Through many of our articles we focus on the future of manufacturing, such as upcoming trends and keeping up with new technology, but how did we get here? It’s important to take some time to think about the history of manufacturing and those visionaries whose contributions are still appreciated and felt today — whether you know about them or not. Let’s take some time to put the spotlight on Eliyahu Goldratt and the major contributions he made to manufacturing.

Goldratt’s The Goal: More than Just a Great Story

Almost everybody in manufacturing has heard of Eliyahu Goldratt’s groundbreaking book The Goal. First published in 1984, The Goal has been translated into 32 languages and gone through multiple updates. As of this writing, it still ranks extremely high in sales, coming in at No. 1 on Amazon in the “organizational change” category.

Goldratt’s book taught generations of manufacturing professionals his Theory of Constraints (TOC) through an entertaining story that demonstrated the underlying principles and benefits of applying TOC to typical manufacturing problems.

The main character in the book is a harried plant manager, Alex Rogo. Alex is under pressure from all sides. Management is threatening to shut down his plant and his wife is threatening to leave him because he works such long hours. He bumps into an old professor who wisely uses TOC principles to guide Alex to solutions to his problems. This professor’s name is Jonah, which became the name for the highest-level TOC credential.

Applying the Theory of Constraints in the Real World

Goldratt based his theories on the assumption that businesses could be measured and managed using only three levers: business expense, throughput and inventory. Throughput is defined in this case as the rate at which an organization generates money through sales.

In the real world, there are limits on how much throughput an organization can generate because of operational constraints. TOC’s primary message is that all other resources in an organization should be subordinated to the constraint to maximize throughput. In simple terms, if a machine can produce a maximum of 10 units a day, all other aspects of the organization should be focused on ensuring that nothing gets in the way of those 10 units. Otherwise, the company’s revenue is adversely affected. The organization should also look at ways to increase output through the constraint if it hopes to increase revenue.

A Simple but Sophisticated Management Focus

Constraints in the real world now become the management focus:

  • How to prevent problems that restrict flow through the constraint
  • How to increase flow through the constraint
  • How to ensure that only the right items flow through the constraint.

One way to ensure maximum flow through the constraint is to use buffers. People often confuse these buffers with safety stock or inventory in the queue at a work center, but neither of these concepts is completely analogous. A TOC buffer is usually measured in time, so a company might decide to have work equal to one hour or one shift, for example, in front of the bottleneck at all times as a buffer.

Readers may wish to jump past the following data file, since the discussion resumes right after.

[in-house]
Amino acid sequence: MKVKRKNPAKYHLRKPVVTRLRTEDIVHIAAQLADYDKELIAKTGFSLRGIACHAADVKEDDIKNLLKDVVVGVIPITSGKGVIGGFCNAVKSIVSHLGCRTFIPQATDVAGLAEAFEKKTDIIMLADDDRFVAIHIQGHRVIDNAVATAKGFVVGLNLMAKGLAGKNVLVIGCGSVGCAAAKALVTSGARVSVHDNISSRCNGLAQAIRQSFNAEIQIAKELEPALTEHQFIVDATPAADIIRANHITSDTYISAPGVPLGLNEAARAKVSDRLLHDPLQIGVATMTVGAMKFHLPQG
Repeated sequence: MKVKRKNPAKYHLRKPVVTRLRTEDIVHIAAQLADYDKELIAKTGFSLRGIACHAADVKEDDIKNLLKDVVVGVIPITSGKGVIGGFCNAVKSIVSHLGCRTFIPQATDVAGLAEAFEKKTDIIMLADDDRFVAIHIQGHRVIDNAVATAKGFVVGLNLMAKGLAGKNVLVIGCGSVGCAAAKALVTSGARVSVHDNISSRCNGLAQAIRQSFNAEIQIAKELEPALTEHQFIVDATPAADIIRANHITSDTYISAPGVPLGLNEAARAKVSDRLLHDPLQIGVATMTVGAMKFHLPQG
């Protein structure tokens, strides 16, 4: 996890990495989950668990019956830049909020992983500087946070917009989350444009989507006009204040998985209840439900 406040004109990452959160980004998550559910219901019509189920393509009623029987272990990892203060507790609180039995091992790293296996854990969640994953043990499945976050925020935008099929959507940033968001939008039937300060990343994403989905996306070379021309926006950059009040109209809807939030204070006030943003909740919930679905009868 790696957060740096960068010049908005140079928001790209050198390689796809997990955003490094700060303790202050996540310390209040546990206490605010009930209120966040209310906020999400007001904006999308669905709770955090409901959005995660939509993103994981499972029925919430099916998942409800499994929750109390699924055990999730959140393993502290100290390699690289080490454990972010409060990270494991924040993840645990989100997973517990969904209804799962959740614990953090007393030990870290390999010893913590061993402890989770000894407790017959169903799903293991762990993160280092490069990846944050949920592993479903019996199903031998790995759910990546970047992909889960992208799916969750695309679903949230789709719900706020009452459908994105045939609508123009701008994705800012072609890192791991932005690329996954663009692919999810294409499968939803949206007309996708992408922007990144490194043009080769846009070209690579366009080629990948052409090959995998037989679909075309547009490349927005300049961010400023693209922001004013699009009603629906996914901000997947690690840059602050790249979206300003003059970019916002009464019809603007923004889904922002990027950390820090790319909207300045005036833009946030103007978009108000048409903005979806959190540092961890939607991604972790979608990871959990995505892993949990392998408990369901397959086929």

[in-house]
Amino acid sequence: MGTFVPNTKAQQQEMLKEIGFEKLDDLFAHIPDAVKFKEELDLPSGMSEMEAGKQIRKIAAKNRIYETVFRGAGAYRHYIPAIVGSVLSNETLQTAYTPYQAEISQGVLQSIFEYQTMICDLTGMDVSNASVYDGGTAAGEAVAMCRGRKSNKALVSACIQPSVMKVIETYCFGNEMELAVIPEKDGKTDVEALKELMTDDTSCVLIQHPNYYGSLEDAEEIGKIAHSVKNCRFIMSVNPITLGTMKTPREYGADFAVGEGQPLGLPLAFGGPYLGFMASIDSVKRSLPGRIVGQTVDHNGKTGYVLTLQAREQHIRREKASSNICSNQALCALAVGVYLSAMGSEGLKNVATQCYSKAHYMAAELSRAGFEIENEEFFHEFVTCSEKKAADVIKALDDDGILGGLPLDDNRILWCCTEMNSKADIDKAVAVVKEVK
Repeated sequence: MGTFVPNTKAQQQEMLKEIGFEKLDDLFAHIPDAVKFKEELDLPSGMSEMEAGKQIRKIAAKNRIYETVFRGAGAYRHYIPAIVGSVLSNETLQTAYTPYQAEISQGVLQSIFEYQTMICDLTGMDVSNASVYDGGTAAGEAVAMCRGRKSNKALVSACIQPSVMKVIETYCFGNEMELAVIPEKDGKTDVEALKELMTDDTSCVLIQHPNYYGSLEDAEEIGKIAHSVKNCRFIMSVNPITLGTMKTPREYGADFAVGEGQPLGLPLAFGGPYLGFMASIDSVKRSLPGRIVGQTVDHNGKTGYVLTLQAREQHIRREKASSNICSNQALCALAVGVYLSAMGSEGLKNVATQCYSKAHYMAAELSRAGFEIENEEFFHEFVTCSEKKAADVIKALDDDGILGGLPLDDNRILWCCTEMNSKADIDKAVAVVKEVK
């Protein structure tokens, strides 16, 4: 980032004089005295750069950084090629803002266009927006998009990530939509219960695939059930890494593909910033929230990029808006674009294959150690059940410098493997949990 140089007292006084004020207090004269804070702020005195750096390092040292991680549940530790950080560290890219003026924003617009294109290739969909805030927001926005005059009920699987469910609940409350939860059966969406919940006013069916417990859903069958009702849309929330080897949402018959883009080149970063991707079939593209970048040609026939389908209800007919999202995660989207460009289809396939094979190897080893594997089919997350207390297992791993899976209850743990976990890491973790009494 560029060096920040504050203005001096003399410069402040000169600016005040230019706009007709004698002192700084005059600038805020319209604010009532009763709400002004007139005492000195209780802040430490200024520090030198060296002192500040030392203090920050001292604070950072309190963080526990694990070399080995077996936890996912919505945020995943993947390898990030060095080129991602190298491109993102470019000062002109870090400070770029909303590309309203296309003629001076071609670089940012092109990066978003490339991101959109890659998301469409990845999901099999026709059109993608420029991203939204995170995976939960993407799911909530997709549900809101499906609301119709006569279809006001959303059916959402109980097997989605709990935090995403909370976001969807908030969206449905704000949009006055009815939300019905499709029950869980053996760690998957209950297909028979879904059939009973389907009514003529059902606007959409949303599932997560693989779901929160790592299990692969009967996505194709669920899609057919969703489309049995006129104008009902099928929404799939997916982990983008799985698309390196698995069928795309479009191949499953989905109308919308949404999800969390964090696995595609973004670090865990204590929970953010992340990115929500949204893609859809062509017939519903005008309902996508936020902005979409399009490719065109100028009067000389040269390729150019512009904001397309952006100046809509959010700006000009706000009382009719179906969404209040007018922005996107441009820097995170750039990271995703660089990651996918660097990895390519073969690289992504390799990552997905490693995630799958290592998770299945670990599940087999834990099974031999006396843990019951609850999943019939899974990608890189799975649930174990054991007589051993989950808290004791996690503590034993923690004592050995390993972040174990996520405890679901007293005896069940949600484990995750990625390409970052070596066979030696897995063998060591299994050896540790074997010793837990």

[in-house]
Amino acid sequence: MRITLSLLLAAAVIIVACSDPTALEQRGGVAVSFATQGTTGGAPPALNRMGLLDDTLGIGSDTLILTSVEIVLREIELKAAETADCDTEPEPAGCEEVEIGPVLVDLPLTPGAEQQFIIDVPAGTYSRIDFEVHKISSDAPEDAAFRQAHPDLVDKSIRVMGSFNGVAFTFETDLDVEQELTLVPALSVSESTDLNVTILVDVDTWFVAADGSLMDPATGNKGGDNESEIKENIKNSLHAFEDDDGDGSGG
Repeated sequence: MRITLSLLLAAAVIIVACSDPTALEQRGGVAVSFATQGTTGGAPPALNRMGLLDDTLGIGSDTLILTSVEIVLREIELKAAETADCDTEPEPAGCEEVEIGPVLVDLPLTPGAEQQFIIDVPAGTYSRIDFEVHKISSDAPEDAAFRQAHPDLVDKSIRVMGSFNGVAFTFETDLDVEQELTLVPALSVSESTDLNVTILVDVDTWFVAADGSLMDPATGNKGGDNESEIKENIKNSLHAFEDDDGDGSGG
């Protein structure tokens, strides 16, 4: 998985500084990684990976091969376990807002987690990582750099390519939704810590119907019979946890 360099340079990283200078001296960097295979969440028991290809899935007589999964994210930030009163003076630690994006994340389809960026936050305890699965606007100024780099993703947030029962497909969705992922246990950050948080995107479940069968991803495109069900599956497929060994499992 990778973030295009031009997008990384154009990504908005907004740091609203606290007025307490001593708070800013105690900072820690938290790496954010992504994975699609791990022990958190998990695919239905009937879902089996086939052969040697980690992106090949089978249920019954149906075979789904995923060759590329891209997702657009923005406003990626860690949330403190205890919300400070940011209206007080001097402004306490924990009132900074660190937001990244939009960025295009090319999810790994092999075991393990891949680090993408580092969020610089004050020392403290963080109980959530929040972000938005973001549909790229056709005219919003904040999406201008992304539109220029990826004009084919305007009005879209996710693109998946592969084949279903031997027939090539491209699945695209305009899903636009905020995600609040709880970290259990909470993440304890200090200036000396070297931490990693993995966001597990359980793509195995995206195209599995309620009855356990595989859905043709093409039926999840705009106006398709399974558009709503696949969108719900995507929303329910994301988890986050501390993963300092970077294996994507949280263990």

One of the most interesting parts of Goldratt’s TOC is drum-buffer-rope. It gets its name from an episode in The Goal in which one out-of-shape boy scout is holding back the entire troop on a hike. After carefully testing where to position the “constraint” in the line of hikers, Alex realizes that the best place to position the slow scout is at the head of the line, making all the other scout’s pace subordinate to his. This enables the entire troop to complete the hike in the shortest possible time and still stay together throughout the hike.

On the manufacturing floor, the drum is the pace that the bottleneck operates at, while the buffer is the time inventory that sits in front of the constraint to ensure it never has idle time. The rope is the dispatching method that releases work to the plant and ensures that work is completed in the right priorities.

Goldratt’s Other Contributions

In addition to publishing multiple business books, including The Race, The Haystack Syndrome, It’s Not Luck, Critical Chain, The Choice and Isn’t It Obvious, Goldratt wrote hundreds of articles and white papers promoting his theories. He also founded the Goldratt Institute in 2000 and the Viable Vision Initiative. Sadly, Goldratt died in 2011, but his contribution to manufacturing best practices and principles live on. Read other Heroes of Manufacturing articles to learn more about those who laid the foundation for the methods we operate by today.